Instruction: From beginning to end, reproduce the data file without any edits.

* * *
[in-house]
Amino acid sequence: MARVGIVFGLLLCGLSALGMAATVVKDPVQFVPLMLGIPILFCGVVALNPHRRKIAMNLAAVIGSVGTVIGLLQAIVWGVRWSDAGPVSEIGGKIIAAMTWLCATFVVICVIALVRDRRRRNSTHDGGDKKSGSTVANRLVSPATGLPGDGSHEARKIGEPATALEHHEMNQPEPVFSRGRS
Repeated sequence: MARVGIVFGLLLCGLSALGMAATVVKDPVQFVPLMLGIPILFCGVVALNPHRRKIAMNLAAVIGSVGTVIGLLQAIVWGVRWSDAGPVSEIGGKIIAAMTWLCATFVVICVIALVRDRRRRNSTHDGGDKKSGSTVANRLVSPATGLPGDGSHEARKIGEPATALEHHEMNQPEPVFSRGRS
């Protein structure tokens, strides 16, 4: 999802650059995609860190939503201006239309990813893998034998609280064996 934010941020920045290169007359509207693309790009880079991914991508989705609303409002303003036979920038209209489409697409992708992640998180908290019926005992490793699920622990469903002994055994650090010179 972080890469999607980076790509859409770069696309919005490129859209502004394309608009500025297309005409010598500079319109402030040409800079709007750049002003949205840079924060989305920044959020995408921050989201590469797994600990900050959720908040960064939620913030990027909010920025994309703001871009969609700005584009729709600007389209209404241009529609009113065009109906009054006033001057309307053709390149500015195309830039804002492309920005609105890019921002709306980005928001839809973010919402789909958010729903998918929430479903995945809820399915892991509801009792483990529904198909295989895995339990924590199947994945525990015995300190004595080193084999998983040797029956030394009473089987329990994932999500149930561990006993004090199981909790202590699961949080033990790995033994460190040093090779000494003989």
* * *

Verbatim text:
[in-house]
Amino acid sequence: MARVGIVFGLLLCGLSALGMAATVVKDPVQFVPLMLGIPILFCGVVALNPHRRKIAMNLAAVIGSVGTVIGLLQAIVWGVRWSDAGPVSEIGGKIIAAMTWLCATFVVICVIALVRDRRRRNSTHDGGDKKSGSTVANRLVSPATGLPGDGSHEARKIGEPATALEHHEMNQPEPVFSRGRS
Repeated sequence: MARVGIVFGLLLCGLSALGMAATVVKDPVQFVPLMLGIPILFCGVVALNPHRRKIAMNLAAVIGSVGTVIGLLQAIVWGVRWSDAGPVSEIGGKIIAAMTWLCATFVVICVIALVRDRRRRNSTHDGGDKKSGSTVANRLVSPATGLPGDGSHEARKIGEPATALEHHEMNQPEPVFSRGRS
């Protein structure tokens, strides 16, 4: 999802650059995609860190939503201006239309990813893998034998609280064996 934010941020920045290169007359509207693309790009880079991914991508989705609303409002303003036979920038209209489409697409992708992640998180908290019926005992490793699920622990469903002994055994650090010179 972080890469999607980076790509859409770069696309919005490129859209502004394309608009500025297309005409010598500079319109402030040409800079709007750049002003949205840079924060989305920044959020995408921050989201590469797994600990900050959720908040960064939620913030990027909010920025994309703001871009969609700005584009729709600007389209209404241009529609009113065009109906009054006033001057309307053709390149500015195309830039804002492309920005609105890019921002709306980005928001839809973010919402789909958010729903998918929430479903995945809820399915892991509801009792483990529904198909295989895995339990924590199947994945525990015995300190004595080193084999998983040797029956030394009473089987329990994932999500149930561990006993004090199981909790202590699961949080033990790995033994460190040093090779000494003989």